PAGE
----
When I talk about the opportunities of the acquisition with my current/new employer, should I hint that I was half out of the door already?

Absolutely not. Your current employer does not need to know you are looking. If you speak to this, it will come across as a threat most likely and with the changes going on at your company, this is not the time for that.

And finally I will say that if you do decide to move one, which I think you will, do not say anything to you current employer until you have a offer in hand. Also be sure to give adequate notice as to not burn any bridges.

  • 1
    "once you start looking for another job, typically you are mentally done with a company" I second that - quite a few do that every couple of years just to find out their market value or chances of possible promotions. Otherwise I fully agree with your answer..
    – iLuvLogix
    Mar 5 '21 at 13:28

How should I best approach this?

I've been part of takeovers many times. Usually I worked for the company that was acquired. Occasionally, I worked for the acquiring company.

I can tell you from personal experience that being acquired typically changes everything.

In my experience, you'll basically be working for a different company - one that you don't really know and didn't apply for. It might be better, it might be worse, but it will be different.

Typically, the changes take time. But eventually, the acquiring company will change things to fit into their corporate culture and abandon the culture of the acquired company. Usually some new opportunities open up. Often, overlapping functions are trimmed. Sometimes the acquired location is disbanded. Sometimes folks in the acquired company are given a bonus to stick around for a while. Sometimes when an acquired location is being closed, folks are given a decent severance package.

You need to decide if you want to stick around and see where this goes, or if you are better off getting out now. That's a decision only you can make. But if you are confident in your abilities, the fact that you found a possible new employer likely means that you could find another later on, if that were necessary.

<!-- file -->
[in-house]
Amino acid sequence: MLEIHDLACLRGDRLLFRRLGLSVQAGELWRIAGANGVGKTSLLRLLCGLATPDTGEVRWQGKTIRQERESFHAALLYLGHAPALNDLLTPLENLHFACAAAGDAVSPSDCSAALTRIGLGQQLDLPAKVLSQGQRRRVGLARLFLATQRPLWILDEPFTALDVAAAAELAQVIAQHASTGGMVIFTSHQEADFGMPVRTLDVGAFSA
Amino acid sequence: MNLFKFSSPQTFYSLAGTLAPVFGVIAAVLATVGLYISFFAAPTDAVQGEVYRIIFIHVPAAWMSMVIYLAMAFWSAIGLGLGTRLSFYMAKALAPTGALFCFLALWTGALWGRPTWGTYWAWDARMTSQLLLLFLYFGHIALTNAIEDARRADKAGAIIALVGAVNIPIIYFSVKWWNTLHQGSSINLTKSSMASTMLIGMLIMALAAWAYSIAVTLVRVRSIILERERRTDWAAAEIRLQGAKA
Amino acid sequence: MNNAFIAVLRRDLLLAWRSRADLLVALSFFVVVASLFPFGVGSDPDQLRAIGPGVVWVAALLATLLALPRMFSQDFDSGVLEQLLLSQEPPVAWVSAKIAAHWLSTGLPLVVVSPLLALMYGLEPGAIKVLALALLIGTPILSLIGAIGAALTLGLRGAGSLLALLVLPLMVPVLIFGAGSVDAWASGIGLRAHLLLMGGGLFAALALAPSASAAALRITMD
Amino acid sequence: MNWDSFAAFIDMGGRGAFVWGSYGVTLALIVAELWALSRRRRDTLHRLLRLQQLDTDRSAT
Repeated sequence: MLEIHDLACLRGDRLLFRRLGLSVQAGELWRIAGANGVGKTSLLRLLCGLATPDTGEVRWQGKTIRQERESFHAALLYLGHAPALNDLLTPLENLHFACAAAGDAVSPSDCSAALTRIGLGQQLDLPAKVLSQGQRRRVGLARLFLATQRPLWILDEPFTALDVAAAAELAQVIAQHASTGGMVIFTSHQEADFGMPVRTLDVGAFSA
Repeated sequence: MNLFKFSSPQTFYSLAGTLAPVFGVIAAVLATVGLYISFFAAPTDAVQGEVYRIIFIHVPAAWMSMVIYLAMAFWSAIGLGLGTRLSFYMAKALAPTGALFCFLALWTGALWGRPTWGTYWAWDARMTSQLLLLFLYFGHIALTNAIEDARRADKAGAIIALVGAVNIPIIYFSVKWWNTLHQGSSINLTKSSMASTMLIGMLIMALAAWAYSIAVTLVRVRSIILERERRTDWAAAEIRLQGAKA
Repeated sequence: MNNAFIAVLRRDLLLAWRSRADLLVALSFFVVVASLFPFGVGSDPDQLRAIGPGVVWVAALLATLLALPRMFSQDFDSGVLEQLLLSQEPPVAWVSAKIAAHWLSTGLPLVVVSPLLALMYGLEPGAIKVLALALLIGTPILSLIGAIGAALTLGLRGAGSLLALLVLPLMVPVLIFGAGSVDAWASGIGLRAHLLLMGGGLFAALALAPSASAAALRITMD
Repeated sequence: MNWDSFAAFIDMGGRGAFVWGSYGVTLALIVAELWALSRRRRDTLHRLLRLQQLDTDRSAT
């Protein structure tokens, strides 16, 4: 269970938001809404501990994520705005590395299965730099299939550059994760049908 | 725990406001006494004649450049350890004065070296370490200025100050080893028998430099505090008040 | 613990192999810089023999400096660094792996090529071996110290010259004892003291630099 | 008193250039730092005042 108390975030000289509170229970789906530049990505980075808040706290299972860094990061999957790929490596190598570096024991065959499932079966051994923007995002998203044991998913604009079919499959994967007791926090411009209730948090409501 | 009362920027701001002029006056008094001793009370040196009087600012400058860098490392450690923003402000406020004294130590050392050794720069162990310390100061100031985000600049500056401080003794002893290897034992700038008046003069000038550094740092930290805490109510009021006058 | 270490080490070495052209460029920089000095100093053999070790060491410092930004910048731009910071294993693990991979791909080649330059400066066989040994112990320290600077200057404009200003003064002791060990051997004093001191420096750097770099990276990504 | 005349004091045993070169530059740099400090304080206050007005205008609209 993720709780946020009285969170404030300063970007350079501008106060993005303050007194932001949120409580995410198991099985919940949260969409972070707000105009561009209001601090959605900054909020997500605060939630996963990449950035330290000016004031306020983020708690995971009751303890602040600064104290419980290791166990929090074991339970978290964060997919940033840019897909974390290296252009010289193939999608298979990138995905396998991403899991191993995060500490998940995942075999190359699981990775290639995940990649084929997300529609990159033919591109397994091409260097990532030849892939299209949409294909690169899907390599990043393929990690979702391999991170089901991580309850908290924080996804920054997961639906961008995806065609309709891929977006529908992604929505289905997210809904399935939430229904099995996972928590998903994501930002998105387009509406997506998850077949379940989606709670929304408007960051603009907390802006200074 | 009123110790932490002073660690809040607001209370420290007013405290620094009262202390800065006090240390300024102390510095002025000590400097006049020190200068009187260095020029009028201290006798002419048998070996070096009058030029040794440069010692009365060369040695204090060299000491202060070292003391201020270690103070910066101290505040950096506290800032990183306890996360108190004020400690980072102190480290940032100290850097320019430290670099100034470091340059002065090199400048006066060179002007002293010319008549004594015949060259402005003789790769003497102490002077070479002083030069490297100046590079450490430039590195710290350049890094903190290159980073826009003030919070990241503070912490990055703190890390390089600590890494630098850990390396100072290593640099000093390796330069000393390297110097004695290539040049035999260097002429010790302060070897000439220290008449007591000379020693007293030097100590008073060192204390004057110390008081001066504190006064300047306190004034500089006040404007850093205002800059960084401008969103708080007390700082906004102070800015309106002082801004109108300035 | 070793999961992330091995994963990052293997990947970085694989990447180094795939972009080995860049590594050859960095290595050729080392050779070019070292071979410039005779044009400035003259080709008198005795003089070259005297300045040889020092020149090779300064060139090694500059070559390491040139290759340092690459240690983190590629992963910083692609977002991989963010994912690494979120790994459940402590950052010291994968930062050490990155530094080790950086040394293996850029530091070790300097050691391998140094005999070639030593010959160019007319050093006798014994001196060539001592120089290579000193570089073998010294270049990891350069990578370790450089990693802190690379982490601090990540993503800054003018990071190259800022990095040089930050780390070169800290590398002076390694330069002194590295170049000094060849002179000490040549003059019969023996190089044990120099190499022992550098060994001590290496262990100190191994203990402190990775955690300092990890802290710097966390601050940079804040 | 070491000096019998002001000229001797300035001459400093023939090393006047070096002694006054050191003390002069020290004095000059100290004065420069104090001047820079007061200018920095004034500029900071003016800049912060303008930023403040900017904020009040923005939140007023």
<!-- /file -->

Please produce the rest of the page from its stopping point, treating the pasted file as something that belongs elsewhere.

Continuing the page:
When I talk about the opportunities of the acquisition with my current/new employer, should I hint that I was half out of the door already?

No! Keep it to yourself. No good can come of that. You want to keep all of your options open at this point, and hinting about leaving will likely close off all but one.

And don't expect any sort of clear path forward in your discussions with your current/new employer. They will likely be able to only discuss generalities. You'll almost certainly need to wait to see what eventually develops.


IMHO, just move on.

This new situation is going to evolve in one of three ways.

  1. You continue what you are currently doing with little change;
  2. You help train employees in the US company so that they can completely take over what you do. At some point in the future your site will be shut down;
  3. Some integration work is done between the two products. Maybe you are involved, maybe not.

You've already checked out of your existing company and this new situation has more probability of ending badly for you than ending well.


I've been in a similar situation. My job was moving to a new office. I had been tossing around the idea of leaving already. I decided to stay at least for a bit and see what it was like. My thought process was that moving to a new office is a lot like getting a new job so it's like I'm getting a new job anyways. Might as well see what the "new job" is like before I decide to move.

You can always wait a few months and leave later, but you can't easily come back.